"Thousands of missionaries have lived difficult lives of sacrifice in relative poverty and deprivation as God expanded their work and ministries in the places where they served. God doesn't promise that all of His followers will be protected from hardship and suffering. Christians get cancer, lose loved ones, and suffer financial setbacks just like everyone else. But God can also use our tragedies to expand our territory in ways that show a skeptical world a different way to live." (Richard Stearns: The Hole in Our Gospel.)
One of the fiercest mental battles I've had to endure as a rookie church planter centers around the reality of the suffering involved in planting a church in a tough place. Mind you, I was no star-crossed "we're gonna kick some Kingdom butt," triumphalist thinking the way forward would be paved with lilacs. I knew the challenges would be many and great, and was well aware of my untested abilities in this mission.
Having that said, I have to admit the suffering we've had to go through has exposed naive assumptions about God's protection in such work. He also exposed my pride in thinking after two years we should surely have all sorts of success stories and Northampton is changing because of our work. More about that in a minute.
By God's protection I'm really referring to being kept from any hardship serious enough to impede or delay what I envisioned was reasonable progress. So God has allowed the injuries, illnesses, constant financial pressures, and lack of people joining the cause (that's in no way meant to demean the wonderful people who are with us), job losses, and long, dark nights of the soul we have all experienced in Northampton as a church plant. I have never assumed we would be protected from any trouble or hardship in this mission. But I need to say also our suffering has left a mark on us and at times been both bewildering and deflating. Par for the course, I understand.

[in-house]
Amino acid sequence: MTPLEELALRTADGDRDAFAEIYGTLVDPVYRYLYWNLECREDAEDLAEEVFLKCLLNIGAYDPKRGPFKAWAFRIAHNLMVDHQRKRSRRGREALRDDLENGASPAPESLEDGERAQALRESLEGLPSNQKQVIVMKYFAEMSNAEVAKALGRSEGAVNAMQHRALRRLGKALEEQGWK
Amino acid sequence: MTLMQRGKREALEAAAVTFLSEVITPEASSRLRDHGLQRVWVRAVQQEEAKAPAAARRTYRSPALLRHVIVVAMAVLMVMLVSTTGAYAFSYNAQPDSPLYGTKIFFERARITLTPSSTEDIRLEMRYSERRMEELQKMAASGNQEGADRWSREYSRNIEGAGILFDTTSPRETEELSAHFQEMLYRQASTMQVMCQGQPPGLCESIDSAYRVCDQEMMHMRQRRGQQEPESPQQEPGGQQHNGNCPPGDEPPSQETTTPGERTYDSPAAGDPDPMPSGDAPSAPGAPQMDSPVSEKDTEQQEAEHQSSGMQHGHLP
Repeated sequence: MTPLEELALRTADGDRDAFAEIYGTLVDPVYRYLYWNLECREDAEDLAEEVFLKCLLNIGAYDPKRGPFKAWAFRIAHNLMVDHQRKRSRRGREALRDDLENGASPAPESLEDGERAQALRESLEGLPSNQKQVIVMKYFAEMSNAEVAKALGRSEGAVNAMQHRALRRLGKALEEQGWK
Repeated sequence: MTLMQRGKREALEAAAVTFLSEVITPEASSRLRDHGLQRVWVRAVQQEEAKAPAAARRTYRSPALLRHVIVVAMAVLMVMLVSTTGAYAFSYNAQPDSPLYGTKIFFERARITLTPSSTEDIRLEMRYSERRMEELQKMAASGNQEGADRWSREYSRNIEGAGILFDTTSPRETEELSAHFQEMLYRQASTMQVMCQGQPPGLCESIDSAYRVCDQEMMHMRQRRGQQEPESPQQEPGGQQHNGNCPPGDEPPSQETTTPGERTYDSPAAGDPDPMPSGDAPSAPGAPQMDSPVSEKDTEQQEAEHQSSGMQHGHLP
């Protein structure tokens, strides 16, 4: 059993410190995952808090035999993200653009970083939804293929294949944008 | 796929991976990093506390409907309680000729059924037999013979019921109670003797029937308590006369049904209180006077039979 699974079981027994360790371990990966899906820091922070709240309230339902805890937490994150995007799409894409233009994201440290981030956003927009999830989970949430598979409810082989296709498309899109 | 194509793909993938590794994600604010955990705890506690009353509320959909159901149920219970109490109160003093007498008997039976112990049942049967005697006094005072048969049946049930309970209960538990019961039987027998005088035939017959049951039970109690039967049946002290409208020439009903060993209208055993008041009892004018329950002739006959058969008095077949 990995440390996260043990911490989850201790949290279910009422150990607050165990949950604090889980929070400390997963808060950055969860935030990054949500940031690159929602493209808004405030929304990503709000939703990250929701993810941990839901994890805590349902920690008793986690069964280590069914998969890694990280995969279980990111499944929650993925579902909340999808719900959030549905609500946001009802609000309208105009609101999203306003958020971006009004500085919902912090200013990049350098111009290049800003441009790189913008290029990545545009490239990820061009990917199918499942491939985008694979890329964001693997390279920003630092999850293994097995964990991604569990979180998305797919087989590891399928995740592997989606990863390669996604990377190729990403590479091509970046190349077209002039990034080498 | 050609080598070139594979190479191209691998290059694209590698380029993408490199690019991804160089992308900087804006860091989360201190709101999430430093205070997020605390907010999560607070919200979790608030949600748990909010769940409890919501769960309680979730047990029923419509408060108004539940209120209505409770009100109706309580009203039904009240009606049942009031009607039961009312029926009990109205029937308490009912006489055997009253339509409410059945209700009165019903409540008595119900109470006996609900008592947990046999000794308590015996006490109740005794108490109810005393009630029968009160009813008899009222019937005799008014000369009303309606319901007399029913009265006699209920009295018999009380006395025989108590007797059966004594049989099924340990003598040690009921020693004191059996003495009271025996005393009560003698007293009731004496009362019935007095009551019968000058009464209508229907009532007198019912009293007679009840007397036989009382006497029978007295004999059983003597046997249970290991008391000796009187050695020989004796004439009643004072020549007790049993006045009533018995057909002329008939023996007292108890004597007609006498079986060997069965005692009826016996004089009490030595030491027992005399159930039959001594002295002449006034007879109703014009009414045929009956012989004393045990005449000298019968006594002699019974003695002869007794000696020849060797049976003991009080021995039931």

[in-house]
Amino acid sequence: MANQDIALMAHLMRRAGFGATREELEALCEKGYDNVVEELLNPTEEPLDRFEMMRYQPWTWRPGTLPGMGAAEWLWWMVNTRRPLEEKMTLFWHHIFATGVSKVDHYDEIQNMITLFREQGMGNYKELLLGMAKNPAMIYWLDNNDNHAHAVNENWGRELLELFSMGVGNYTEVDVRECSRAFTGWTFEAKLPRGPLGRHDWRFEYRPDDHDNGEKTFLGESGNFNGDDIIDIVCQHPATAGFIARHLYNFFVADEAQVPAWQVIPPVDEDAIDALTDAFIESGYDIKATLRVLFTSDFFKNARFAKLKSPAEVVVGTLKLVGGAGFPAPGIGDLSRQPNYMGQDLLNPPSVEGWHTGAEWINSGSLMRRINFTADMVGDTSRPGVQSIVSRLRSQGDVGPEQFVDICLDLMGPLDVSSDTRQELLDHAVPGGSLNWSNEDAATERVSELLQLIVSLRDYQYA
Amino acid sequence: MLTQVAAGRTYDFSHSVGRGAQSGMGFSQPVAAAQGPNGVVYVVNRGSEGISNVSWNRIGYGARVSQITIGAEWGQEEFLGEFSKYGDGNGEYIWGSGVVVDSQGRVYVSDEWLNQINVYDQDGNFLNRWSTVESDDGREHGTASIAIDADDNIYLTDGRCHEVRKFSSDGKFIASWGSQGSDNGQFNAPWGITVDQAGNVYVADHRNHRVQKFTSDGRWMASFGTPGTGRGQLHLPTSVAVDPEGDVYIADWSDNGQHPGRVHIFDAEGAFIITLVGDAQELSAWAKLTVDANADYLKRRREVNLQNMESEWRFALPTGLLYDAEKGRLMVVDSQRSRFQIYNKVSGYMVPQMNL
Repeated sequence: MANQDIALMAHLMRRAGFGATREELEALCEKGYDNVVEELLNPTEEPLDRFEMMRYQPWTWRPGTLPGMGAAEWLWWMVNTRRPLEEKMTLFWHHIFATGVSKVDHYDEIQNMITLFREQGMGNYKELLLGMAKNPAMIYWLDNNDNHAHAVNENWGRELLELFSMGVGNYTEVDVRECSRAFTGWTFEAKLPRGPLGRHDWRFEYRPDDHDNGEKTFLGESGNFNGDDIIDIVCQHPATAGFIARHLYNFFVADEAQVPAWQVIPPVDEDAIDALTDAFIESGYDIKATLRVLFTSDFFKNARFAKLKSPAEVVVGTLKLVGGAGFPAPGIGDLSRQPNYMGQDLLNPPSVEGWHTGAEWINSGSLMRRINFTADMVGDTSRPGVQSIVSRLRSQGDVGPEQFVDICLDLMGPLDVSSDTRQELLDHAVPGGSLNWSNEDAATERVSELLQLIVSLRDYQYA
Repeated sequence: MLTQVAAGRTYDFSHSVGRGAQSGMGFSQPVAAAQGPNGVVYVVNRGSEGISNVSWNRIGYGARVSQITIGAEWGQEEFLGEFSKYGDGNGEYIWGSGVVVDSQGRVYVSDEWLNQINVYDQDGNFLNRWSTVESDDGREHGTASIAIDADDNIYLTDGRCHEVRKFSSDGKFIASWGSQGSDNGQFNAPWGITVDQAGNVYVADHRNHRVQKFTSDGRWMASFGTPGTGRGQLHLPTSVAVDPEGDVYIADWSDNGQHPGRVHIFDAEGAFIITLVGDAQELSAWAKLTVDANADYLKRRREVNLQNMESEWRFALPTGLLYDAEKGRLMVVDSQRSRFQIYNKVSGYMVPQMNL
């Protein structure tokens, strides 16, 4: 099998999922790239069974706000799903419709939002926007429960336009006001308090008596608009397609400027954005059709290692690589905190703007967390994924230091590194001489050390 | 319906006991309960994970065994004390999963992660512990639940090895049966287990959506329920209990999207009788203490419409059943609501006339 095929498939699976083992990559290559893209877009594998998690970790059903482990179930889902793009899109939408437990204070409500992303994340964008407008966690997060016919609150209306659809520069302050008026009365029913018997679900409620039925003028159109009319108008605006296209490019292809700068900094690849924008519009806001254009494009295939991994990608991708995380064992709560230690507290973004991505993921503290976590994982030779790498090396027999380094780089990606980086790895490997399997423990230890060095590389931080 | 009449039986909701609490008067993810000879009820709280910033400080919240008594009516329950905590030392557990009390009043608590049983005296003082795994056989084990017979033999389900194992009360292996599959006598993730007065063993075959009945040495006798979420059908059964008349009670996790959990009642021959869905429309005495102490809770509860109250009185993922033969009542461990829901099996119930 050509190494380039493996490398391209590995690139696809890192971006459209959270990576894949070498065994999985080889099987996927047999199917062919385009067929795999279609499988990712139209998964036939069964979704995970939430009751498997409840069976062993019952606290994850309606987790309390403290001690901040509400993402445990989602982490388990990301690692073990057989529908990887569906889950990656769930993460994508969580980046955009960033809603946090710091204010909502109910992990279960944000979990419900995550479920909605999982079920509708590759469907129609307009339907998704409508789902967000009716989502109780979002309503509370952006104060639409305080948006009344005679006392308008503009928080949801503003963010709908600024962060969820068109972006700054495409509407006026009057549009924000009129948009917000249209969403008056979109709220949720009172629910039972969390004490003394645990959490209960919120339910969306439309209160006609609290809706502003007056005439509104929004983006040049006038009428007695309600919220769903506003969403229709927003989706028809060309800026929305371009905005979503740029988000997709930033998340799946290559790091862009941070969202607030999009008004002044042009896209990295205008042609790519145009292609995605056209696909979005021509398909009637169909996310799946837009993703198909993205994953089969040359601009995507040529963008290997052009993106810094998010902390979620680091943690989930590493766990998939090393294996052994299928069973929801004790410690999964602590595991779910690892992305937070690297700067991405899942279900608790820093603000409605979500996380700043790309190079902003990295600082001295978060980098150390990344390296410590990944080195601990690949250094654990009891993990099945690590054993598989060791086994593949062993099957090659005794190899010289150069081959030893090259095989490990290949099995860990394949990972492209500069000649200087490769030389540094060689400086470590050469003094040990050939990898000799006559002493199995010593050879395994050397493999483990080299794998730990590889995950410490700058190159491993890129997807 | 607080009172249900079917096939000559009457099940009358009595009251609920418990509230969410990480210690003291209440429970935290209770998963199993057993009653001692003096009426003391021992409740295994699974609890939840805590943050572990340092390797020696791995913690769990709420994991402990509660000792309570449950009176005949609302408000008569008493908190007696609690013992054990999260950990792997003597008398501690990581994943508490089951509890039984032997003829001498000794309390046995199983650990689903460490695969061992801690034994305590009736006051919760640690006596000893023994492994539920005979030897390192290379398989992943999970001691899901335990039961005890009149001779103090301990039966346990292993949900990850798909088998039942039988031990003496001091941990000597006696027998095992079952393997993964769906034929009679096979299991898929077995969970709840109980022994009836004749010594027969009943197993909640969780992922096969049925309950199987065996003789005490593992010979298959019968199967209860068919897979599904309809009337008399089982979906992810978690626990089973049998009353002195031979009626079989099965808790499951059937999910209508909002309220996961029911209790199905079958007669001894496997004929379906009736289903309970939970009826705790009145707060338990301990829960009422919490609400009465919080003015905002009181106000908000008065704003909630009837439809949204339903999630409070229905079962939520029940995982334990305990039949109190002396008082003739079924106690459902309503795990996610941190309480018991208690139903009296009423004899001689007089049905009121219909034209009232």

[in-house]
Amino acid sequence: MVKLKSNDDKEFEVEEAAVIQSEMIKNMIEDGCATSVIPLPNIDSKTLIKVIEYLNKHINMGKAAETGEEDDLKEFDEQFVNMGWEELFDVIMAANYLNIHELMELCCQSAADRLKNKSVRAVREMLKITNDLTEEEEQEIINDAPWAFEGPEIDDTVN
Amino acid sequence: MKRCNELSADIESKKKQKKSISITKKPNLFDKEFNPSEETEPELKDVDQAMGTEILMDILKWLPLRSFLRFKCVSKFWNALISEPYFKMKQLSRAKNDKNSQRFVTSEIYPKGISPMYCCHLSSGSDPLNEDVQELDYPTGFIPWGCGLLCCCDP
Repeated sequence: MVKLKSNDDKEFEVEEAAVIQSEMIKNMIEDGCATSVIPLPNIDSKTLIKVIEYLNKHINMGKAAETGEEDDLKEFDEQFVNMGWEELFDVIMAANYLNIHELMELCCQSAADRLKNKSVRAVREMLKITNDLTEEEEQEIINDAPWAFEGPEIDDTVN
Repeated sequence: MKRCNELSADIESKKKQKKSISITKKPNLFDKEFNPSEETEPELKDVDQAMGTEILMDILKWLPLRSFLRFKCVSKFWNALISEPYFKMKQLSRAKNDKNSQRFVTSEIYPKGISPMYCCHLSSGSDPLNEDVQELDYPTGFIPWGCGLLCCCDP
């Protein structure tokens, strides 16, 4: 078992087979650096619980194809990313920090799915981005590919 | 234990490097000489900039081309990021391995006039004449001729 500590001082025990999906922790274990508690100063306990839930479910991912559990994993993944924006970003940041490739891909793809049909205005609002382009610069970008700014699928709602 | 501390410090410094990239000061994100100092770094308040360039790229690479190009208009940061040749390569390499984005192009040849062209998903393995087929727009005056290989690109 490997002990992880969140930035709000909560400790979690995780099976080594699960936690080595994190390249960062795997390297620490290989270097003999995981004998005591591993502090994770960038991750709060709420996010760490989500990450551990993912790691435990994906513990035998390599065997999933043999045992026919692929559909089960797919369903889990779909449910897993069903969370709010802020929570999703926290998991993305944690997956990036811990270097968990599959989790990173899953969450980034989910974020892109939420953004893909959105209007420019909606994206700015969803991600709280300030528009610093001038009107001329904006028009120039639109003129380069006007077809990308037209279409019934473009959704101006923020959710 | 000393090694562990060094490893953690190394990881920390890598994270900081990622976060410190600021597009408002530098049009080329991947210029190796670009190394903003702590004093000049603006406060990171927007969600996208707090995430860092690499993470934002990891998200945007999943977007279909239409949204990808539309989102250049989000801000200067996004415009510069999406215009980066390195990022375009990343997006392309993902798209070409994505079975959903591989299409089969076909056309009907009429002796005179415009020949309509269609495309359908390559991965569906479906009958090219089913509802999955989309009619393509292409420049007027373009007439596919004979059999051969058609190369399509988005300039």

Here is what I've realized about suffering and planting from being in Northampton almost two years:
1. Expect substantial and relentless spiritual obstruction, confusion and attack from an adversary hell-bent on derailing God's Kingdom initiatives, especially in places of long-established demonic strongholds. Planting is a fight on spiritual, emotional, relational and physical/practical fronts; sometimes all at once. Chaos will show up in surprising ways and create setbacks threatening to wear down your resolve. The pain of the fight is real.
2. Expect to have your faith tested beyond what you have experienced in the past. Church planting requires a strength of faith and trust equal to the Kingdom weight it must carry. You need to believe when the money is not there; when the people are not there, where the way is frequently blocked, problems cascade and you are spiritually, mentally and physically drained. It could all fall apart, but you must hold fast to God no matter. He will make a way where there appears no way. In the meantime, it feels like muscles being stressed and strained to be ready. Sometimes they tear.